WhiteBlaze Pages 2022
A Complete Appalachian Trail Guidebook.
$5 for printable PDF, AVAILABLE NOW. $9 for interactive PDF(smartphone version)
Read more here WhiteBlaze Pages Store

Results 1 to 20 of 20

Thread: Amtrak Problems

  1. #1

    Default Amtrak Problems

    The ATC called me today to verify aproblem that is arising w/ Amtrak and I told them I would post it here. For those who will use the train, they are now becoming much more strict on the size of baggage. A person can only carry one bag that is the same size as used for the airlines, and It should be no more than 50 lbs. I have not been able to find the regulation on the internet. There have been several hikers not allowed to board with packs outside these specs unless you pay extra for the "extra" cargo. When Amtrak was called they confirmed the info but said it was conductor depentant. My question was what if you change trains, the first lets you carry the pack and the second does not. The basic answer was carry baggage with in the specs.

    I will post any extra info as I come across it. I will also put on my opening page any info that will be helpful.
    Profile '00
    www.hikerhostel.com

  2. #2
    Springer - Front Royal Lilred's Avatar
    Join Date
    07-26-2003
    Location
    White House, TN.
    Age
    64
    Posts
    3,100
    Images
    19

    Default

    Quote Originally Posted by PROFILE
    The ATC called me today to verify aproblem that is arising w/ Amtrak and I told them I would post it here. For those who will use the train, they are now becoming much more strict on the size of baggage. A person can only carry one bag that is the same size as used for the airlines, and It should be no more than 50 lbs. I have not been able to find the regulation on the internet. There have been several hikers not allowed to board with packs outside these specs unless you pay extra for the "extra" cargo. When Amtrak was called they confirmed the info but said it was conductor depentant. My question was what if you change trains, the first lets you carry the pack and the second does not. The basic answer was carry baggage with in the specs.

    I will post any extra info as I come across it. I will also put on my opening page any info that will be helpful.

    What if you packed your gear in a suitcase and mailed the pack to a hostel? Just a thought.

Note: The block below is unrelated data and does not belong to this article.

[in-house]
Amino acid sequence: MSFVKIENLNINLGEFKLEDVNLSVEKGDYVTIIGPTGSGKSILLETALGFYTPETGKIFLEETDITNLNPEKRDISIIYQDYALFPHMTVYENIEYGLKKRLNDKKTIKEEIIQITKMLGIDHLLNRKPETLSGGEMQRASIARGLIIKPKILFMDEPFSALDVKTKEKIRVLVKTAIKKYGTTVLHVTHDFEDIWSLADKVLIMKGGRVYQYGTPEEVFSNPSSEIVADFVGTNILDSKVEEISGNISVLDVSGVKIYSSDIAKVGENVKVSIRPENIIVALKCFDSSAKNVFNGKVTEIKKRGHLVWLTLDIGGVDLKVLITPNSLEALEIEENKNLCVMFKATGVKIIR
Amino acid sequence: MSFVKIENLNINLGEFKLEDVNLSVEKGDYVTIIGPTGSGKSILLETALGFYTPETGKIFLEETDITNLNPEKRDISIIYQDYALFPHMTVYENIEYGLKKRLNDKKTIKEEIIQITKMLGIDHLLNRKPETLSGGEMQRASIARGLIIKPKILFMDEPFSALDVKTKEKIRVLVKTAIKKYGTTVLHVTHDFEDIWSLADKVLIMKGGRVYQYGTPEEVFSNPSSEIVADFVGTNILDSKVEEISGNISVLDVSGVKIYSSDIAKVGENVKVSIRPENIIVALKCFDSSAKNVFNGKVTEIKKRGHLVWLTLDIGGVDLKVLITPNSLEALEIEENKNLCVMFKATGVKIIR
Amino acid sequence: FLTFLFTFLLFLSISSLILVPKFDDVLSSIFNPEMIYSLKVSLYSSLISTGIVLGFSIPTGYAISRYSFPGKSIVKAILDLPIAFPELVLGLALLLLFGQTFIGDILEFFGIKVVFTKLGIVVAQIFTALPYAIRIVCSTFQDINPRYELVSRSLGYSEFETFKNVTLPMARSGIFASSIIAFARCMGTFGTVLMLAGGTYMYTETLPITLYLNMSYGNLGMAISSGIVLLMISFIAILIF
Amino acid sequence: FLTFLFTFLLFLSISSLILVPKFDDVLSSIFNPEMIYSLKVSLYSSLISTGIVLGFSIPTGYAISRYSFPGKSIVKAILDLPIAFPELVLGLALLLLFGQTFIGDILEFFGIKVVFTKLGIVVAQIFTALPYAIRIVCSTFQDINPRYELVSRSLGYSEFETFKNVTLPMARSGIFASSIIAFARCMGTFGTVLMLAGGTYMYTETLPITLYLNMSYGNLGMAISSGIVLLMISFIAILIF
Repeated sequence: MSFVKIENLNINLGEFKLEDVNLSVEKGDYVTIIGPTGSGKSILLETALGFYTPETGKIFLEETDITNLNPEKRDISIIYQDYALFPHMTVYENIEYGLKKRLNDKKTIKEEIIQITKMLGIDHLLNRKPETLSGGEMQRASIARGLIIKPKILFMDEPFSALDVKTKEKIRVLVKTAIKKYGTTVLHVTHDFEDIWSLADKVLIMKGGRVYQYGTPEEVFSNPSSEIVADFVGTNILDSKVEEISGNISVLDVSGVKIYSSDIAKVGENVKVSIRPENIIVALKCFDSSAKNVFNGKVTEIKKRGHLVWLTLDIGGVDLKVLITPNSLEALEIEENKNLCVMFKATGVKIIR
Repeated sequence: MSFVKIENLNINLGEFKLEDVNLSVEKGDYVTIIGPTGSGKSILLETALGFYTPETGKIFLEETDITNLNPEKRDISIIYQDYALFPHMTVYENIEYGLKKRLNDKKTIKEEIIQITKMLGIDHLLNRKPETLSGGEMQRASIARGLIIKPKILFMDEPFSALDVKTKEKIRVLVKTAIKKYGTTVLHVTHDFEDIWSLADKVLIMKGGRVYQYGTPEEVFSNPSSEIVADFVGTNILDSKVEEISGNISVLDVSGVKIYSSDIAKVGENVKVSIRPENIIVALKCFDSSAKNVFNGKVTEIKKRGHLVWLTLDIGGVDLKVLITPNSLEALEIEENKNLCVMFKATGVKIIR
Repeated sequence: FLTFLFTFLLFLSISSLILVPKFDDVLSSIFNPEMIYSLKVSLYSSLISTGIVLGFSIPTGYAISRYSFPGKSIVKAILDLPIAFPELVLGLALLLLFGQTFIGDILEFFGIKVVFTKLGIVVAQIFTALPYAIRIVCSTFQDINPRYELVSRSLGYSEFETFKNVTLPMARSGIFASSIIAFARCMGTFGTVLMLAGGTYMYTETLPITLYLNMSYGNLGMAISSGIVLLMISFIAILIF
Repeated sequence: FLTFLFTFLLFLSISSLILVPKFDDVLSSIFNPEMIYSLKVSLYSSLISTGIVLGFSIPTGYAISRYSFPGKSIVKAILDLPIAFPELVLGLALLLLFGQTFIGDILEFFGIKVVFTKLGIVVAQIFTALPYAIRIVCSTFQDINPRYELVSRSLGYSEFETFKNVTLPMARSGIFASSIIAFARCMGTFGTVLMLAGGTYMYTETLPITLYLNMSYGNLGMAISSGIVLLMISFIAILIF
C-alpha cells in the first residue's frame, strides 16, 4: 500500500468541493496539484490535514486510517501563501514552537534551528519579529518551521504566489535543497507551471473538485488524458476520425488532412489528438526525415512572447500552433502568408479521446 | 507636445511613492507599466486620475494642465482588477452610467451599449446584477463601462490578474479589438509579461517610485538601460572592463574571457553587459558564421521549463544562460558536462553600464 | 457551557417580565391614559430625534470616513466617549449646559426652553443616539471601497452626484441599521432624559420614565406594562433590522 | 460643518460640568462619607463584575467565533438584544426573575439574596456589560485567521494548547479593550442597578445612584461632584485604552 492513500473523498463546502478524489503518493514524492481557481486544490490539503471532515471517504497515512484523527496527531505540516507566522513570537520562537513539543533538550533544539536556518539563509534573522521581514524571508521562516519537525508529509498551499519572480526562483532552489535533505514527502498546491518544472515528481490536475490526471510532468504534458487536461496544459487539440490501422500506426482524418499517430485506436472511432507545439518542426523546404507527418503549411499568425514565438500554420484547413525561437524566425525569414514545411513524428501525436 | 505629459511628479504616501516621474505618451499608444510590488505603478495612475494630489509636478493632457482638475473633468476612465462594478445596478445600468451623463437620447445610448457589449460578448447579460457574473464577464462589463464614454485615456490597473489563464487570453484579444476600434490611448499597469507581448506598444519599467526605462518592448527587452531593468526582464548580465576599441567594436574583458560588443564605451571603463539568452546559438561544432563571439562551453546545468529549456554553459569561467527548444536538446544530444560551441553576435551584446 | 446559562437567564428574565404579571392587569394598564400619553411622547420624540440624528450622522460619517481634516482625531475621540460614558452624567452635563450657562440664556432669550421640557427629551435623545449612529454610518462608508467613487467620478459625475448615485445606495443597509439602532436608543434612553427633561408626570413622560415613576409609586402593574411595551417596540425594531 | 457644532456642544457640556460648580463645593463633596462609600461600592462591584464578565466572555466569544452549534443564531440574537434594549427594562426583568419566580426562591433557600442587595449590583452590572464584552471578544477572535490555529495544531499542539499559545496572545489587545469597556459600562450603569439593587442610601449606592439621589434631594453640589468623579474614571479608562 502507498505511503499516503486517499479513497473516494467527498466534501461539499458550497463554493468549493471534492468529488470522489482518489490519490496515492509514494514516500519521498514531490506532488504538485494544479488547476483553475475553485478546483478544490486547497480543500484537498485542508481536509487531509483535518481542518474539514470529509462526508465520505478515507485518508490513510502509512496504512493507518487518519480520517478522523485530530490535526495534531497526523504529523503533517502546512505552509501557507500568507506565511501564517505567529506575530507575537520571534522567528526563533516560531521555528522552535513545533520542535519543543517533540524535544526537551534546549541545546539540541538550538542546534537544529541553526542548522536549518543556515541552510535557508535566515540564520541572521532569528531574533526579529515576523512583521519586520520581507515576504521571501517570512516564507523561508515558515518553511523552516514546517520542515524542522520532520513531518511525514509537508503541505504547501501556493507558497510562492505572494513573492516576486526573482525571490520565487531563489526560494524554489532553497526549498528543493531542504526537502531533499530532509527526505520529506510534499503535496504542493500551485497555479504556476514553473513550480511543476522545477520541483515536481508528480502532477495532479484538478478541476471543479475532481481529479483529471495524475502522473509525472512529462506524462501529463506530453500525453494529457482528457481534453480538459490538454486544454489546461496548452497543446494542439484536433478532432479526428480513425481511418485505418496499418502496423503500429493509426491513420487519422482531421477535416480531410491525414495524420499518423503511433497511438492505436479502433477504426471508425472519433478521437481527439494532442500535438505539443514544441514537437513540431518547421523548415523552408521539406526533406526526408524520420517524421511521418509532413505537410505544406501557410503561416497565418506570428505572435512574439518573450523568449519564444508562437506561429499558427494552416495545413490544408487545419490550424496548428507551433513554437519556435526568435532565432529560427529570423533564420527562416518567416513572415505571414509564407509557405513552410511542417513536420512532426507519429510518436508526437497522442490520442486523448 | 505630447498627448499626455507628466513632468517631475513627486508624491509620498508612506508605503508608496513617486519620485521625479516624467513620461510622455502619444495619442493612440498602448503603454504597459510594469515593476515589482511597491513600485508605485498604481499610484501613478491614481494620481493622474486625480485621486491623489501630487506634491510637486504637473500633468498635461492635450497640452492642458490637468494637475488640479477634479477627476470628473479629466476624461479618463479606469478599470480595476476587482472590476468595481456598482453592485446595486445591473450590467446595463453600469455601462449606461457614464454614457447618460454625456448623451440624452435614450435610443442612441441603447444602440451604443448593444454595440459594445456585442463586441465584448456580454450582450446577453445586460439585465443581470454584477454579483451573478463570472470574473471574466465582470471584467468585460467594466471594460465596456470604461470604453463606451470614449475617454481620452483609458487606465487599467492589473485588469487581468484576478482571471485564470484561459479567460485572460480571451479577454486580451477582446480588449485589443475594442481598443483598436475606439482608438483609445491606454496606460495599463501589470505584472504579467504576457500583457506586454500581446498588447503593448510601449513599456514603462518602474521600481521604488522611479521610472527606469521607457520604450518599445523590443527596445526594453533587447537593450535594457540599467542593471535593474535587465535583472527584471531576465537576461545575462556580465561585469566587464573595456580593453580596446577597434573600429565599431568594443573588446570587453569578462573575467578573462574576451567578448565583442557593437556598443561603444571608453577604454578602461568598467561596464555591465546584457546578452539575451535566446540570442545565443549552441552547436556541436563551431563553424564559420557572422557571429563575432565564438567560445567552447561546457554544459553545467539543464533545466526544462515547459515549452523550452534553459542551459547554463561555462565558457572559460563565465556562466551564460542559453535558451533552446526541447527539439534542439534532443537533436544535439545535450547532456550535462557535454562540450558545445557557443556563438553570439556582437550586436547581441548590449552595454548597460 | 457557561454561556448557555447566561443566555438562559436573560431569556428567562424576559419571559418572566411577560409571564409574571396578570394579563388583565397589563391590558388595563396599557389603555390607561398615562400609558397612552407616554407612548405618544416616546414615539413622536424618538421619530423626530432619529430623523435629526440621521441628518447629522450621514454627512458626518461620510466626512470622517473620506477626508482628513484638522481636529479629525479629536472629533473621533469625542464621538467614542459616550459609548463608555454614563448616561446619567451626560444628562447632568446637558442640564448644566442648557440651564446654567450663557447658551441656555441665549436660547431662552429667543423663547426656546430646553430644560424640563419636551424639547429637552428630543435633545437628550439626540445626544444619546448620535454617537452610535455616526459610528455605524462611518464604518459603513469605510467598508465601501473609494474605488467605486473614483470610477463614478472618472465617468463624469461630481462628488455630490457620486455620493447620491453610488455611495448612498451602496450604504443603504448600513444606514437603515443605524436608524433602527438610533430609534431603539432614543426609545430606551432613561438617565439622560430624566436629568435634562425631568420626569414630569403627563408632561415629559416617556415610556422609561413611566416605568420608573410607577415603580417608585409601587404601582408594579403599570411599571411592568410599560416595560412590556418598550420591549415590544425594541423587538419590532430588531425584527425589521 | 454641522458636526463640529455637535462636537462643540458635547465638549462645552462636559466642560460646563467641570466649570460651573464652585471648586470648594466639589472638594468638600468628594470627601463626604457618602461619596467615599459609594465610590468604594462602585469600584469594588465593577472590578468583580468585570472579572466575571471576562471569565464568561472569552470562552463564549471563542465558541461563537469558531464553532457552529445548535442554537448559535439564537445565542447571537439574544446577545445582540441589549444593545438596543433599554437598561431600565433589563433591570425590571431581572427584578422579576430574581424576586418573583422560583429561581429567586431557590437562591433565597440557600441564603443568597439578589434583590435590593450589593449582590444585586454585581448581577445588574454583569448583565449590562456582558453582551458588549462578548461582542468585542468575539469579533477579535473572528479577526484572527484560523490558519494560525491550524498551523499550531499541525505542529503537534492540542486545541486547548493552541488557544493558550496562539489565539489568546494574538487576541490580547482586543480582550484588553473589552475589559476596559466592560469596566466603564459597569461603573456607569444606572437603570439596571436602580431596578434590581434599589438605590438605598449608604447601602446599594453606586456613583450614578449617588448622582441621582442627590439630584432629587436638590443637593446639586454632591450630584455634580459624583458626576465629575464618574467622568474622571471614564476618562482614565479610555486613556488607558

"It was on the first of May, in the year 1769, that I resigned my domestic happiness for a time, and left my family and peaceable habitation on the Yadkin River, in North Carolina, to wander through the wilderness of America." - Daniel Boone

  3. #3
    692 miles tribes's Avatar
    Join Date
    10-02-2002
    Location
    NJ Highlands
    Age
    46
    Posts
    145
    Images
    67

    Default Amtrak

    I took the amtrak from NYC to Washington DC. And then hopped another train to Harpers Ferry this summer with my pack, poles, etc.... No problem whatsoever. I even had my poles strapped to the outside of my pack. I feared they might make me check it. I was wrong. It sat in the overhead compartment on what would be my first and last experience with Amtrak ever (this is another story). I use a Gregory Gpack with no hood so the bag is relatively small and weighed only about 25 lbs for summer hiking. Like the memo from Profile says, it may dependent upon the conductor of the train.

    TRI BES
    without love in the dream it will never come true...

  4. #4
    •Completed A.T. Section Hike GA to ME 1996 thru 2003 •Donating Member Skyline's Avatar
    Join Date
    10-08-2003
    Location
    Luray, Virginia
    Posts
    4,844
    Images
    3

    Default Amtrak inside info

    In addition to overhead storage (where a large backpack might NOT fit), Amtrak's long-distance trains typically have additional storage where larger baggage (and presumably packs) could fit. These shelves are typically near a car's entry point--whether a single-level Viewliner or Amfleet train, or the lower level of a two-level Superliner. Amtrak's "Crescent"--the train that you would take to get to Georgia, would fall into this category of having extra storage capacity.

    One thing you DON'T want to do is "check" your pack as baggage, that would likely end up being stored in a separate baggage car. Not only would you not have access to it for the entire trip, you'd possibly have a rude awakening when arriving at your destination or transfer point. Better that you be able to store it in the car you're riding so you can keep an eye on it, and carry it off at the proper stop yourself.

    Where storage is at a premium is on the corridor trains like Metroliners and Acela (more like commuter trains than long-distance carriers). If taking one of these trains--even just to connect with another train like the "Crescent"--this is where I'd expect you'd have conductor-initiated issues.

    Of course if it really is left up to each individual conductor system-wide, and not based on storage capacity, all bets are off because all it would take is a conductor having a bad day to ruin yours. Even then, tho, if the day can be saved by simply paying more for the oversized baggage (pack), then maybe it would be wise to budget that amount just in case.